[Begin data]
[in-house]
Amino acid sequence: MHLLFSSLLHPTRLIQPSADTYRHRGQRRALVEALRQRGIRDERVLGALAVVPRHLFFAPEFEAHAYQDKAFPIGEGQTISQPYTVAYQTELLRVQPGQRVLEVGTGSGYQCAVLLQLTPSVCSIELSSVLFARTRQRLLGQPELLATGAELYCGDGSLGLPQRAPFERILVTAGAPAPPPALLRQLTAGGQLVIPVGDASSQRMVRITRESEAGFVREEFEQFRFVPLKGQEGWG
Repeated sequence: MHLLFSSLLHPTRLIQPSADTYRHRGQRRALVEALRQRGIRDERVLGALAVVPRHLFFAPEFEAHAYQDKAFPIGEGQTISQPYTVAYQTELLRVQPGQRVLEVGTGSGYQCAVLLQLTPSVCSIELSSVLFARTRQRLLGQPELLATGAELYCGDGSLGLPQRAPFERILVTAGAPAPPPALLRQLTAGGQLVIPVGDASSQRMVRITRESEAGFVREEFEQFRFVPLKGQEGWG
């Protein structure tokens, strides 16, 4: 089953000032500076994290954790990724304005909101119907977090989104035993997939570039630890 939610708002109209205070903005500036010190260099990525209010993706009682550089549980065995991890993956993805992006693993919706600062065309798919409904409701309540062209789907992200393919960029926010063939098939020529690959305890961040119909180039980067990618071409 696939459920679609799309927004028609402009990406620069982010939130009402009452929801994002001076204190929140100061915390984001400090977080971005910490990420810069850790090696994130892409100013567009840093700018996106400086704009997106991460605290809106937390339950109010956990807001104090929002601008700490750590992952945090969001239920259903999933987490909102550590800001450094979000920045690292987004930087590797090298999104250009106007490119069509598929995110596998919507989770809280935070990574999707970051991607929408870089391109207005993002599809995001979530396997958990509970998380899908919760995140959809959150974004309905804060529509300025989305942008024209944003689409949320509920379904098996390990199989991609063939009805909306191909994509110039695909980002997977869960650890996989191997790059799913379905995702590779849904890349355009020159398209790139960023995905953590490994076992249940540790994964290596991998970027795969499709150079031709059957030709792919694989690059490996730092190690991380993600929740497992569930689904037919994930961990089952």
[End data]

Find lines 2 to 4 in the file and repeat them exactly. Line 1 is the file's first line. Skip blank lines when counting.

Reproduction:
Amino acid sequence: MHLLFSSLLHPTRLIQPSADTYRHRGQRRALVEALRQRGIRDERVLGALAVVPRHLFFAPEFEAHAYQDKAFPIGEGQTISQPYTVAYQTELLRVQPGQRVLEVGTGSGYQCAVLLQLTPSVCSIELSSVLFARTRQRLLGQPELLATGAELYCGDGSLGLPQRAPFERILVTAGAPAPPPALLRQLTAGGQLVIPVGDASSQRMVRITRESEAGFVREEFEQFRFVPLKGQEGWG
Repeated sequence: MHLLFSSLLHPTRLIQPSADTYRHRGQRRALVEALRQRGIRDERVLGALAVVPRHLFFAPEFEAHAYQDKAFPIGEGQTISQPYTVAYQTELLRVQPGQRVLEVGTGSGYQCAVLLQLTPSVCSIELSSVLFARTRQRLLGQPELLATGAELYCGDGSLGLPQRAPFERILVTAGAPAPPPALLRQLTAGGQLVIPVGDASSQRMVRITRESEAGFVREEFEQFRFVPLKGQEGWG
């Protein structure tokens, strides 16, 4: 089953000032500076994290954790990724304005909101119907977090989104035993997939570039630890 939610708002109209205070903005500036010190260099990525209010993706009682550089549980065995991890993956993805992006693993919706600062065309798919409904409701309540062209789907992200393919960029926010063939098939020529690959305890961040119909180039980067990618071409 696939459920679609799309927004028609402009990406620069982010939130009402009452929801994002001076204190929140100061915390984001400090977080971005910490990420810069850790090696994130892409100013567009840093700018996106400086704009997106991460605290809106937390339950109010956990807001104090929002601008700490750590992952945090969001239920259903999933987490909102550590800001450094979000920045690292987004930087590797090298999104250009106007490119069509598929995110596998919507989770809280935070990574999707970051991607929408870089391109207005993002599809995001979530396997958990509970998380899908919760995140959809959150974004309905804060529509300025989305942008024209944003689409949320509920379904098996390990199989991609063939009805909306191909994509110039695909980002997977869960650890996989191997790059799913379905995702590779849904890349355009020159398209790139960023995905953590490994076992249940540790994964290596991998970027795969499709150079031709059957030709792919694989690059490996730092190690991380993600929740497992569930689904037919994930961990089952």